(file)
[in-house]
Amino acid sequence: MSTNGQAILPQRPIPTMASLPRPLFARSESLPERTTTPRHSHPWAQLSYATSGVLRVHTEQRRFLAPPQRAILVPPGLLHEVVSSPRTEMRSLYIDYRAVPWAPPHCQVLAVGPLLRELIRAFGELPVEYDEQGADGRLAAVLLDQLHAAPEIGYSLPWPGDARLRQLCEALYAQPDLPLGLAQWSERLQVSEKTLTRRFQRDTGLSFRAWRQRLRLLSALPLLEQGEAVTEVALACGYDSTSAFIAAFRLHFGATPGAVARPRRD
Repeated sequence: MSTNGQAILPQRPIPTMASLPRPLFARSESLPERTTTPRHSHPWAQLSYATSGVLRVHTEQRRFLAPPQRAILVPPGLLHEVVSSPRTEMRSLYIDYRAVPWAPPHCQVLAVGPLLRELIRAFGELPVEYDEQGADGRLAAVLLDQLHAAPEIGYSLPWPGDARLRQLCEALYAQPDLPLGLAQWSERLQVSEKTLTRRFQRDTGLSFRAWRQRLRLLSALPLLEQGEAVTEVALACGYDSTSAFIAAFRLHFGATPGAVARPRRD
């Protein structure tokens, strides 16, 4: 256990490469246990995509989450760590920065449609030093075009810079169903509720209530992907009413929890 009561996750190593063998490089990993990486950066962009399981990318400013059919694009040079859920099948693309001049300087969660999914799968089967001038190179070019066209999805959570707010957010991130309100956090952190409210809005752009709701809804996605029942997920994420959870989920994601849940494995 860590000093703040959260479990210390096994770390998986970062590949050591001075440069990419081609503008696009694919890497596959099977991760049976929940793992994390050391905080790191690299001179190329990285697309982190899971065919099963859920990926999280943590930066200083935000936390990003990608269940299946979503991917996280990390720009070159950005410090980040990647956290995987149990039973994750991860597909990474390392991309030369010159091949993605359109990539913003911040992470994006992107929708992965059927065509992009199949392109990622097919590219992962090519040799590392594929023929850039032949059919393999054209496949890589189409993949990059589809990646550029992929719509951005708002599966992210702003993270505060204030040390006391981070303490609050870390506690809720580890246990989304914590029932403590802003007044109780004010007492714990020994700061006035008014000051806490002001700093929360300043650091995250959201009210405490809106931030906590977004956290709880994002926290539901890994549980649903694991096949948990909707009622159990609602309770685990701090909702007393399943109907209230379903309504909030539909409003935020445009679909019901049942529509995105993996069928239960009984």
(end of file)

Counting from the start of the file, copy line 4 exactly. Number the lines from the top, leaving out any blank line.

């Protein structure tokens, strides 16, 4: 256990490469246990995509989450760590920065449609030093075009810079169903509720209530992907009413929890 009561996750190593063998490089990993990486950066962009399981990318400013059919694009040079859920099948693309001049300087969660999914799968089967001038190179070019066209999805959570707010957010991130309100956090952190409210809005752009709701809804996605029942997920994420959870989920994601849940494995 860590000093703040959260479990210390096994770390998986970062590949050591001075440069990419081609503008696009694919890497596959099977991760049976929940793992994390050391905080790191690299001179190329990285697309982190899971065919099963859920990926999280943590930066200083935000936390990003990608269940299946979503991917996280990390720009070159950005410090980040990647956290995987149990039973994750991860597909990474390392991309030369010159091949993605359109990539913003911040992470994006992107929708992965059927065509992009199949392109990622097919590219992962090519040799590392594929023929850039032949059919393999054209496949890589189409993949990059589809990646550029992929719509951005708002599966992210702003993270505060204030040390006391981070303490609050870390506690809720580890246990989304914590029932403590802003007044109780004010007492714990020994700061006035008014000051806490002001700093929360300043650091995250959201009210405490809106931030906590977004956290709880994002926290539901890994549980649903694991096949948990909707009622159990609602309770685990701090909702007393399943109907209230379903309504909030539909409003935020445009679909019901049942529509995105993996069928239960009984």